Henry A. Wallace (October 7, 1888 – November 18, 1965) was an American economist and politician. He was the thirty-third Vice President of the United States (1941–45), the eleventh Secretary of Agriculture (1933–40), and the tenth Secretary of Commerce (1945–46). In the 1948 presidential election, Wallace was the nominee of the Progressive Party.
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- The dangerous American fascist is the man who wants to do in the United States in an American way what Hitler did in Germany in a Prussian way. The American fascist would prefer not to use violence. His method is to poison the channels of public information. With a fascist the problem is never how best to present the truth to the public but how best to use the news to deceive the public into giving the fascist and his group more money or more power.
If we define an American fascist as one who in case of conflict puts money and power ahead of human beings, then there are undoubtedly several million fascists in the United States. There are probably several hundred thousand if we narrow the definition to include only those who in their search for money and power are ruthless and deceitful. Most American fascists are enthusiastically supporting the war effort.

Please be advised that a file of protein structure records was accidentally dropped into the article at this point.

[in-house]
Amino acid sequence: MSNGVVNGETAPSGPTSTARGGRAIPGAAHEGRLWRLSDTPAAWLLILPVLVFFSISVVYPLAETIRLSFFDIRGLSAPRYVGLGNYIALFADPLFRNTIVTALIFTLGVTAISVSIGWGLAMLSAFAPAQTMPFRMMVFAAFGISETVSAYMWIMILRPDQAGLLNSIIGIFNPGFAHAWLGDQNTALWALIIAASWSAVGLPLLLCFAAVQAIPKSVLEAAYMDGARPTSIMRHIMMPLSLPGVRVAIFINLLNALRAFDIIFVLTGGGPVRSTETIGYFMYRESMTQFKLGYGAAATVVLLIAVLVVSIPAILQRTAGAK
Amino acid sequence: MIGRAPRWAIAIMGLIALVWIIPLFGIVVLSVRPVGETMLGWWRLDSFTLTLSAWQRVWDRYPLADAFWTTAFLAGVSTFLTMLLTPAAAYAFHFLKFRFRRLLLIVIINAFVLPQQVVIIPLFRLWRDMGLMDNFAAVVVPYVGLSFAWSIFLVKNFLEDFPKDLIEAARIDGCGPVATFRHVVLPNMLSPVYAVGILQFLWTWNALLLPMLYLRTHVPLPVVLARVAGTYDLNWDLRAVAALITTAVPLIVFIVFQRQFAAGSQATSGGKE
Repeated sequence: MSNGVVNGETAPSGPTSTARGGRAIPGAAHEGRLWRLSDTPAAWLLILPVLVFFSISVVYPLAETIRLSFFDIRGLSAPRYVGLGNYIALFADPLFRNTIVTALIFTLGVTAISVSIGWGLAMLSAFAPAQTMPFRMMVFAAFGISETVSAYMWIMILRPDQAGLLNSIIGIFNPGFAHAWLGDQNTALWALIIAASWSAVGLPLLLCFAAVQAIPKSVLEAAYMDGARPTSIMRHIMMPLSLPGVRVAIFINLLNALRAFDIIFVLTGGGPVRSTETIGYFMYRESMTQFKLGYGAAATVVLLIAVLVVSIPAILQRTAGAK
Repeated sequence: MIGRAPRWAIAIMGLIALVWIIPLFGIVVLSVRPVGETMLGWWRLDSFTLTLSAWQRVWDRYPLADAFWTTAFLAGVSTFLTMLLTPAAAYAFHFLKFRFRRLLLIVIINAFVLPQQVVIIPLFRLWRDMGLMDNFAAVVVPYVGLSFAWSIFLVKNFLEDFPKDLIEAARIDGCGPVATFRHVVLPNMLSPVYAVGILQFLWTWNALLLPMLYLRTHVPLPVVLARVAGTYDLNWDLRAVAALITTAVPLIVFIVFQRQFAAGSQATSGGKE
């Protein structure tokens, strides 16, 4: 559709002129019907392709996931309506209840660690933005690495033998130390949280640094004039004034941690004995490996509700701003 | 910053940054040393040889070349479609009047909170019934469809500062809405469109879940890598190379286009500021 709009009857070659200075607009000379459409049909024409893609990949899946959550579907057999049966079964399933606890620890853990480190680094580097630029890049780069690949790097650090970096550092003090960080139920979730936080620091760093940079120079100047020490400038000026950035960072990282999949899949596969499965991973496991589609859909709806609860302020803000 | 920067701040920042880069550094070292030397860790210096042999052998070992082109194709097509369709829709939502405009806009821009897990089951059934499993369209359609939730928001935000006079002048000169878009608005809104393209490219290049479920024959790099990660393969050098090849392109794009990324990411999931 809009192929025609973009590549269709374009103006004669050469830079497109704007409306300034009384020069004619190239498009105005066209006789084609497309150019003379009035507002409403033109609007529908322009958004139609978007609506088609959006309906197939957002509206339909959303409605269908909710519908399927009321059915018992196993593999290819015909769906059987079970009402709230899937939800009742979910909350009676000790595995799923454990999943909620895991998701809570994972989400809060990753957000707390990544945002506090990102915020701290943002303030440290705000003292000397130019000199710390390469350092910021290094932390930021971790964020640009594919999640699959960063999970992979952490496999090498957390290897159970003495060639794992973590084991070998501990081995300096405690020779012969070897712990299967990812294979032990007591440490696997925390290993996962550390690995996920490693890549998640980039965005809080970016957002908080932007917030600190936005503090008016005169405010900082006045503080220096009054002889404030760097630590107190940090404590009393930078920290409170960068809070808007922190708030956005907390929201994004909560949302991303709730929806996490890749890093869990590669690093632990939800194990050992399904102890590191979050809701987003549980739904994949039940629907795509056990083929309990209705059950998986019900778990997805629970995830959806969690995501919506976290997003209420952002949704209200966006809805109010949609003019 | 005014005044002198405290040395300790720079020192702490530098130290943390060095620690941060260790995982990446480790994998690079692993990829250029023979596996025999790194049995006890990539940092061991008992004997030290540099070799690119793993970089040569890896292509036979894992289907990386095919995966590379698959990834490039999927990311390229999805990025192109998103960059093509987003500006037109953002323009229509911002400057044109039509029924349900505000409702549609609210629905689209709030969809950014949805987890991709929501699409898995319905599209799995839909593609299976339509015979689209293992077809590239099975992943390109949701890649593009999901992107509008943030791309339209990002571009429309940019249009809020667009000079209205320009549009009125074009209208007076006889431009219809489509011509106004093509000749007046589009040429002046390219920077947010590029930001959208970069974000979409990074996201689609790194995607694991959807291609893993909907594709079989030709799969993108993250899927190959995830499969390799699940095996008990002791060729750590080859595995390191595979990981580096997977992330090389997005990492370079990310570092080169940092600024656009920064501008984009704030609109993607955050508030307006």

- "The Danger of American Fascism," in New York Times, April 9, 1944. Quoted in: Democracy Reborn (New York, 1944) p. 259.
- My first introduction to economics came by way of Professor B.H. Hibbard. I remember being asked in 1910, at the close of my college course, who had influenced me most, and I said Professor Hibbard. Later, of course, we came to disagree violently about the McNary-Haugen Bill and some other things; but I still think that Professor Hibbard is a very good teacher.
- Henry Agard Wallace (1973), Democracy reborn, p. 96; cited in: Gerard F. Vaaughn, "Benjamin H. Hibbard: Scholar for Policy Making," in Choices, First Quarter 1998, p. 38.